Pieter van den Keere 1571 - 1646 by Anthony Wright
Langham Village History Group
Langham Village History Group Langham Village Web Site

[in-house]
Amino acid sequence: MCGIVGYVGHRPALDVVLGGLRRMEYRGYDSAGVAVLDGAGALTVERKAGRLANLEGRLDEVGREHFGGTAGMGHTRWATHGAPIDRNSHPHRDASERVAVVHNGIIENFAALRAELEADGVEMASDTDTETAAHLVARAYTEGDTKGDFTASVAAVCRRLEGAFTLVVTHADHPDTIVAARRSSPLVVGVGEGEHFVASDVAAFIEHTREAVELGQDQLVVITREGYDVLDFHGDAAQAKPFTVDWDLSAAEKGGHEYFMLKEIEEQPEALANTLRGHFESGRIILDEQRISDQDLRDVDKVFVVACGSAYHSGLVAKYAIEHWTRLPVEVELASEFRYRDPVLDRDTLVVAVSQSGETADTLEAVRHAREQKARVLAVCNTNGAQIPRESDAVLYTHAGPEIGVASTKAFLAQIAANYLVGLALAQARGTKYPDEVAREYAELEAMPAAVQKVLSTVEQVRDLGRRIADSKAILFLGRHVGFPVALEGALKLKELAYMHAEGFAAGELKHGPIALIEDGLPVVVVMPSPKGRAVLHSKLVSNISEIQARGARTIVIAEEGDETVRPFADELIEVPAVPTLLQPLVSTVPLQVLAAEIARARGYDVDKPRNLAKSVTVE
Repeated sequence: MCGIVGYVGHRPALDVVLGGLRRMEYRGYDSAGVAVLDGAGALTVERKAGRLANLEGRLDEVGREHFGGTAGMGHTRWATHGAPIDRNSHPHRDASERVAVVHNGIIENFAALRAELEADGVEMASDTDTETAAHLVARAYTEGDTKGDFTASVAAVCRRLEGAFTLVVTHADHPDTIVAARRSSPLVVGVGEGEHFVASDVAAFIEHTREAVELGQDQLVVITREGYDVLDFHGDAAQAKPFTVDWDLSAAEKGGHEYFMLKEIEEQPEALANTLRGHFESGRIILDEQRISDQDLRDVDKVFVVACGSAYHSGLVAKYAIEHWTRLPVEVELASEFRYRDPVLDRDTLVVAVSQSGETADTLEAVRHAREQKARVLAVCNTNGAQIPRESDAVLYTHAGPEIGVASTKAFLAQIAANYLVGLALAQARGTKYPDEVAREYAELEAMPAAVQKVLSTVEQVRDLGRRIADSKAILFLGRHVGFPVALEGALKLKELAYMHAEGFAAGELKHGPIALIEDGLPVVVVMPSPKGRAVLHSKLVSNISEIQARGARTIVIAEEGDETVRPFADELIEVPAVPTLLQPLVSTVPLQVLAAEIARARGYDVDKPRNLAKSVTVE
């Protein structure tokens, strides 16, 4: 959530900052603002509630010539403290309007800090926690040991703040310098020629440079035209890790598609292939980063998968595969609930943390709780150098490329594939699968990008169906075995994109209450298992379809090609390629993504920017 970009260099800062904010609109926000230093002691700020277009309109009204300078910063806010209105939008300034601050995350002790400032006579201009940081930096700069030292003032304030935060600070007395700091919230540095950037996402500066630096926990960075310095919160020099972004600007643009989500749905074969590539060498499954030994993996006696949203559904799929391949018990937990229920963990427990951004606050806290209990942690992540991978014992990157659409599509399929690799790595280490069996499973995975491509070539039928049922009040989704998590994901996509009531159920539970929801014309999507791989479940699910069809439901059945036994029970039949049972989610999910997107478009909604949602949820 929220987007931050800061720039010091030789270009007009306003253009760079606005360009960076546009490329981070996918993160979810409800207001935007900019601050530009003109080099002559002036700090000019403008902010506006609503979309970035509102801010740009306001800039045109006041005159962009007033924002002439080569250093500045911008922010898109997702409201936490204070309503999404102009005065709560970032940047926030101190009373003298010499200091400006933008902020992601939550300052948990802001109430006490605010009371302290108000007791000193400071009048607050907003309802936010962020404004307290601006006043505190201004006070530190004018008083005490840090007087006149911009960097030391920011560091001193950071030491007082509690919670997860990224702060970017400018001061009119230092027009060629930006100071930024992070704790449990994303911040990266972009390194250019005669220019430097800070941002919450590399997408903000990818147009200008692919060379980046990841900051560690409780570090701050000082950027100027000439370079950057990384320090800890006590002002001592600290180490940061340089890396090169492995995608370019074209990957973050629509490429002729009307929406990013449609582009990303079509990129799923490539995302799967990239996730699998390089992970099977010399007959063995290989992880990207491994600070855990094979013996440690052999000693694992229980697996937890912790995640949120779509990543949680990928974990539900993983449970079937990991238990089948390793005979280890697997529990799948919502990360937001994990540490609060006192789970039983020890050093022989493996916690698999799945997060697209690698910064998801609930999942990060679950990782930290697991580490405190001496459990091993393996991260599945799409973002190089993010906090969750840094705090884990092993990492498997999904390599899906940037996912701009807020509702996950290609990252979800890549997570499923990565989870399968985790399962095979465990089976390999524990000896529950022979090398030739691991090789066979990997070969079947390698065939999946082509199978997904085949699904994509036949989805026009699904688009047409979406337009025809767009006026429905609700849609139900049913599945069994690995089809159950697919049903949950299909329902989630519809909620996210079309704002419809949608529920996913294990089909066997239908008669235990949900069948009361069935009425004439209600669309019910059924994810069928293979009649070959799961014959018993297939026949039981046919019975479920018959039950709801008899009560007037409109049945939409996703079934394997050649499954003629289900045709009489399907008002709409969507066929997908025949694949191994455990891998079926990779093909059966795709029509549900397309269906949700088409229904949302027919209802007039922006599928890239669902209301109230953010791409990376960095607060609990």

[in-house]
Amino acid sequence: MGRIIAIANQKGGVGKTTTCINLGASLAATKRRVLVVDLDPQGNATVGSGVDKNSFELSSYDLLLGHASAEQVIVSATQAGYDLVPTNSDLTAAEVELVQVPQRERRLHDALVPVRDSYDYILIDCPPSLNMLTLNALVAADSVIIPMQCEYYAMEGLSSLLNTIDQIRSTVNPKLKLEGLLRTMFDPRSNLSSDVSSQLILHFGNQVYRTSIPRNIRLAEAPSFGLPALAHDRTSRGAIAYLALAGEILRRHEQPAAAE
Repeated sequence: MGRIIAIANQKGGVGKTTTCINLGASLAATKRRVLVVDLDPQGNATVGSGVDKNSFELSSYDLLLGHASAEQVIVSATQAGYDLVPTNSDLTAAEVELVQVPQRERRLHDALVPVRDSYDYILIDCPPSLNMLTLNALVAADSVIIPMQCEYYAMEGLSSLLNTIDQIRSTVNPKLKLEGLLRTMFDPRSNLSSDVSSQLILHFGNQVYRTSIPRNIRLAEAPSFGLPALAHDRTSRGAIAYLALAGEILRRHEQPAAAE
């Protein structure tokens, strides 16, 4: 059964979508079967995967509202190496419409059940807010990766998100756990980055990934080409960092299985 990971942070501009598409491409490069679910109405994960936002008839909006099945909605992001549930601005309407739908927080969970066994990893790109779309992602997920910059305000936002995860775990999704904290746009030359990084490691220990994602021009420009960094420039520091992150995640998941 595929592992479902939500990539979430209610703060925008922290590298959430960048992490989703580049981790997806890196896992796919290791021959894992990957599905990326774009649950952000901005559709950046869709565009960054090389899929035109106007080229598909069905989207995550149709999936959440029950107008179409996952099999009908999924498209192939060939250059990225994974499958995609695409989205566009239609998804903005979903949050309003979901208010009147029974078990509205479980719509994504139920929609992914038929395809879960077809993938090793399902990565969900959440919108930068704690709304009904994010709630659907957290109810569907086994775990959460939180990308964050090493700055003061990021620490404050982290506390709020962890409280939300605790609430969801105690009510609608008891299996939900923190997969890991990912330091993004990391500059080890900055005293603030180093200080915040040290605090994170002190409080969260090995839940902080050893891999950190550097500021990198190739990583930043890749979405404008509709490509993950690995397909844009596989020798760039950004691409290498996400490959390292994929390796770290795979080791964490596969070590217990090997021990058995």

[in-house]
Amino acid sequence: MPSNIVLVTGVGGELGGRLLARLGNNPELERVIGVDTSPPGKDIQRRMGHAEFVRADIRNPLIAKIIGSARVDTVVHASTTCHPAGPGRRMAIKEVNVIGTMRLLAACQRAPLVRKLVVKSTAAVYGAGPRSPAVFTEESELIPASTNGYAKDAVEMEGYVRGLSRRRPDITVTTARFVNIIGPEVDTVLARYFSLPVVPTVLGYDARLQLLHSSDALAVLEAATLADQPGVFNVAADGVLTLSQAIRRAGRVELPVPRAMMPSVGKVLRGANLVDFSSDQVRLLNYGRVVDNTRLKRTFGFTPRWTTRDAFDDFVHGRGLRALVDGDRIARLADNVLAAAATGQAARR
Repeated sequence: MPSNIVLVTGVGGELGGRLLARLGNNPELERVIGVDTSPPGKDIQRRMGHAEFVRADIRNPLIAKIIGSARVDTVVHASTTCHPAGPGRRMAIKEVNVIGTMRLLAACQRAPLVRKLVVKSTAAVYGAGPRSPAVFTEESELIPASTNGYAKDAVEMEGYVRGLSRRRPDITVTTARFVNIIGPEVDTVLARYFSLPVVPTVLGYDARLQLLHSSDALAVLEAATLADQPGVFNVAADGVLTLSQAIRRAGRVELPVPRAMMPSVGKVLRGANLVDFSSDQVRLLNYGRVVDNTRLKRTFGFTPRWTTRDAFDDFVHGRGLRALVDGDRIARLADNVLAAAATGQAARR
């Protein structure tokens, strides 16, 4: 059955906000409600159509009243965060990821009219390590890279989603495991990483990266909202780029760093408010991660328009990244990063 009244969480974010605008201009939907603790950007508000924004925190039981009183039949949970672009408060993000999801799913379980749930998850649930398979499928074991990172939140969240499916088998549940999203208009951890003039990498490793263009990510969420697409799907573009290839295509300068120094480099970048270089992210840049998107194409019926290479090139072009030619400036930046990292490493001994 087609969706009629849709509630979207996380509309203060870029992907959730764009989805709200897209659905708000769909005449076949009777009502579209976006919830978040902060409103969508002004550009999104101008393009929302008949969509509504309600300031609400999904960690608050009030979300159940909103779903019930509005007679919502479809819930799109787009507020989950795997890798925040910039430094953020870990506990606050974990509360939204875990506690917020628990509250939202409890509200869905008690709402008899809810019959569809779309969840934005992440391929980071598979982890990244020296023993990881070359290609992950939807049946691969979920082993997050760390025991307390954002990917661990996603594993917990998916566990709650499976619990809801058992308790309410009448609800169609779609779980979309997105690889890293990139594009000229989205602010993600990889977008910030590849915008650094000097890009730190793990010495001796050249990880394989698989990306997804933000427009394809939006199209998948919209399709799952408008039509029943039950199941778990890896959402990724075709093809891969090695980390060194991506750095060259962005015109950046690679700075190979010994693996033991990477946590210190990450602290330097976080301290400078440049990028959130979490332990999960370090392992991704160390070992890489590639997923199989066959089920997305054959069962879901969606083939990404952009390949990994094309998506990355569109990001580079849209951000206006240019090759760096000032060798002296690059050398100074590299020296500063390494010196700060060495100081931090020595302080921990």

Pieter van den Keere was born in Ghent, the son of a schoolmaster, who, as a refugee, fled to London in 1584 to avoid religious persecution. His sister married the remarkable engraver Jodocus Hondius, also a refugee, and it was through him that Keere learnt his trade both as an engraver and cartographer. In 1593 both Keere and Hondius returned to settle in Amsterdam where the latter took over the cartographer Mercator’s business. Over the years Keere engraved numerous maps for the popular cartographers of that time. However, he is mostly known for his early work which included a set of miniature maps based mainly on Saxton and which were engraved from 1599.  They included English and Welsh counties, Scottish regions and Irish provinces. It is believed that they were issued circa 1605 – 1610 in Amsterdam with no text on the reverse. Rutland was accompanied by four other counties on the same plate, namely: Bedfordshire, Cambridgeshire, Huntingdonshire and Northamptonshire. And as the engraving of Rutland was so small only the places of Okeham, Uppygham, Straton, Ketton and Ticksouer, in contemporary spelling, appeared. All other English counties had a plate to themselves. In 1617 the maps were re-issued and published by Willem Janszoon Blaeu with Latin text on the reverse. Eventually the plates were acquired by George Humble the publisher of Speed’s Atlas. Humble now saw another profitable means of utilizing Speed’s name and so in 1627 he reprinted Keere’s plates again, in a pocket Atlas, to coincide with the very popular Speed Atlas. Thus the misnomer of ‘Miniature Speed’ came into being. There were sixty-three maps in the Atlas, arranged in the order of Speed’s Theatre and entitled: England Wales Scotland and Ireland Described and Abridged With ye Historie Relation of things worthy memory from a farr larger Voulume 1627 And are to bee sould by Georg Humble at ye Whithorse in popeshead Alley’. English text was on the reverse of each map which described the preceding map on the opposite plate. Thus the 1627 edition showed Rutlandshire as an individual county on plate twenty-nine. The description on the back was of Huntingdonshire which would have appeared opposite the map of Huntingdonshire on plate twenty-eight. The Rutland description to face its own map would be on the reverse of Leicestershire on plate thirty. It is clear that Humble’s clever marketing of the publication ensured its popularity. Indeed it continued to be re-issued by other important publishers such as William Humble, Roger Rea and Bassett& Chiswell until 1676. The Rutland map measures across the page six and one sixteenth inches with a top to bottom measurement of three and three quarter inches. From the edges of the printed borders it measures four and three quarter inches and three and five sixteenth inches respectively.